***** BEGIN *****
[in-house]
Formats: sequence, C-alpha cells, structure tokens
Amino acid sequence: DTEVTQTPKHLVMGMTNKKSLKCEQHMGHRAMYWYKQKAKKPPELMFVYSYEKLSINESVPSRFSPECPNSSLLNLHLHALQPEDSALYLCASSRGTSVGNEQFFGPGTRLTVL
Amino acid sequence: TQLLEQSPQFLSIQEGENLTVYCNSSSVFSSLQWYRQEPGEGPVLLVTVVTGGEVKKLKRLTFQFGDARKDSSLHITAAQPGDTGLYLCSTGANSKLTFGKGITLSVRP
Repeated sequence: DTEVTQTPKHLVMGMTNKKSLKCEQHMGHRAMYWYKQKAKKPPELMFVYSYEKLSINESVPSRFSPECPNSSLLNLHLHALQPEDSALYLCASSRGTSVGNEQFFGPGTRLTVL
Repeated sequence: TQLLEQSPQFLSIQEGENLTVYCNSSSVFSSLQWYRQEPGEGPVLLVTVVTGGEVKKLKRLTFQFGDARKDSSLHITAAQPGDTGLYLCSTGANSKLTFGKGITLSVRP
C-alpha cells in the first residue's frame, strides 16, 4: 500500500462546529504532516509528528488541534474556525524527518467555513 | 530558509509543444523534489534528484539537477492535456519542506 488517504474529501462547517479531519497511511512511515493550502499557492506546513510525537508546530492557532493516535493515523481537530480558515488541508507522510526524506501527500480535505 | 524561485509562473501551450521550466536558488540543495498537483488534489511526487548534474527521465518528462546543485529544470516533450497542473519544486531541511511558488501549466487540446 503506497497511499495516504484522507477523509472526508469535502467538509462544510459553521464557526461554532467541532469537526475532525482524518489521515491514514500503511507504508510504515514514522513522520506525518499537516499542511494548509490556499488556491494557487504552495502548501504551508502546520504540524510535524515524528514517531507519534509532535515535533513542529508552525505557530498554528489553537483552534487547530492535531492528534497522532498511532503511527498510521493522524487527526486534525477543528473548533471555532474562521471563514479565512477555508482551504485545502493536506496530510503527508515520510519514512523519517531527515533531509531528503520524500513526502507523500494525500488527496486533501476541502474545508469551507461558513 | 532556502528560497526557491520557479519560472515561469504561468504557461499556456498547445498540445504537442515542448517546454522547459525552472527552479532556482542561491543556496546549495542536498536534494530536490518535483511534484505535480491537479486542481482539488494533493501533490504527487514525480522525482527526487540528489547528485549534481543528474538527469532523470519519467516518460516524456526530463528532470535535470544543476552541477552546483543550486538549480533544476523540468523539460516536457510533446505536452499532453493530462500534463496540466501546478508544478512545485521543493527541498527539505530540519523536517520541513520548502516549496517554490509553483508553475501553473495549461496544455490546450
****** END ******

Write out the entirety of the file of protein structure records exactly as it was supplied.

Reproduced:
[in-house]
Formats: sequence, C-alpha cells, structure tokens
Amino acid sequence: DTEVTQTPKHLVMGMTNKKSLKCEQHMGHRAMYWYKQKAKKPPELMFVYSYEKLSINESVPSRFSPECPNSSLLNLHLHALQPEDSALYLCASSRGTSVGNEQFFGPGTRLTVL
Amino acid sequence: TQLLEQSPQFLSIQEGENLTVYCNSSSVFSSLQWYRQEPGEGPVLLVTVVTGGEVKKLKRLTFQFGDARKDSSLHITAAQPGDTGLYLCSTGANSKLTFGKGITLSVRP
Repeated sequence: DTEVTQTPKHLVMGMTNKKSLKCEQHMGHRAMYWYKQKAKKPPELMFVYSYEKLSINESVPSRFSPECPNSSLLNLHLHALQPEDSALYLCASSRGTSVGNEQFFGPGTRLTVL
Repeated sequence: TQLLEQSPQFLSIQEGENLTVYCNSSSVFSSLQWYRQEPGEGPVLLVTVVTGGEVKKLKRLTFQFGDARKDSSLHITAAQPGDTGLYLCSTGANSKLTFGKGITLSVRP
C-alpha cells in the first residue's frame, strides 16, 4: 500500500462546529504532516509528528488541534474556525524527518467555513 | 530558509509543444523534489534528484539537477492535456519542506 488517504474529501462547517479531519497511511512511515493550502499557492506546513510525537508546530492557532493516535493515523481537530480558515488541508507522510526524506501527500480535505 | 524561485509562473501551450521550466536558488540543495498537483488534489511526487548534474527521465518528462546543485529544470516533450497542473519544486531541511511558488501549466487540446 503506497497511499495516504484522507477523509472526508469535502467538509462544510459553521464557526461554532467541532469537526475532525482524518489521515491514514500503511507504508510504515514514522513522520506525518499537516499542511494548509490556499488556491494557487504552495502548501504551508502546520504540524510535524515524528514517531507519534509532535515535533513542529508552525505557530498554528489553537483552534487547530492535531492528534497522532498511532503511527498510521493522524487527526486534525477543528473548533471555532474562521471563514479565512477555508482551504485545502493536506496530510503527508515520510519514512523519517531527515533531509531528503520524500513526502507523500494525500488527496486533501476541502474545508469551507461558513 | 532556502528560497526557491520557479519560472515561469504561468504557461499556456498547445498540445504537442515542448517546454522547459525552472527552479532556482542561491543556496546549495542536498536534494530536490518535483511534484505535480491537479486542481482539488494533493501533490504527487514525480522525482527526487540528489547528485549534481543528474538527469532523470519519467516518460516524456526530463528532470535535470544543476552541477552546483543550486538549480533544476523540468523539460516536457510533446505536452499532453493530462500534463496540466501546478508544478512545485521543493527541498527539505530540519523536517520541513520548502516549496517554490509553483508553475501553473495549461496544455490546450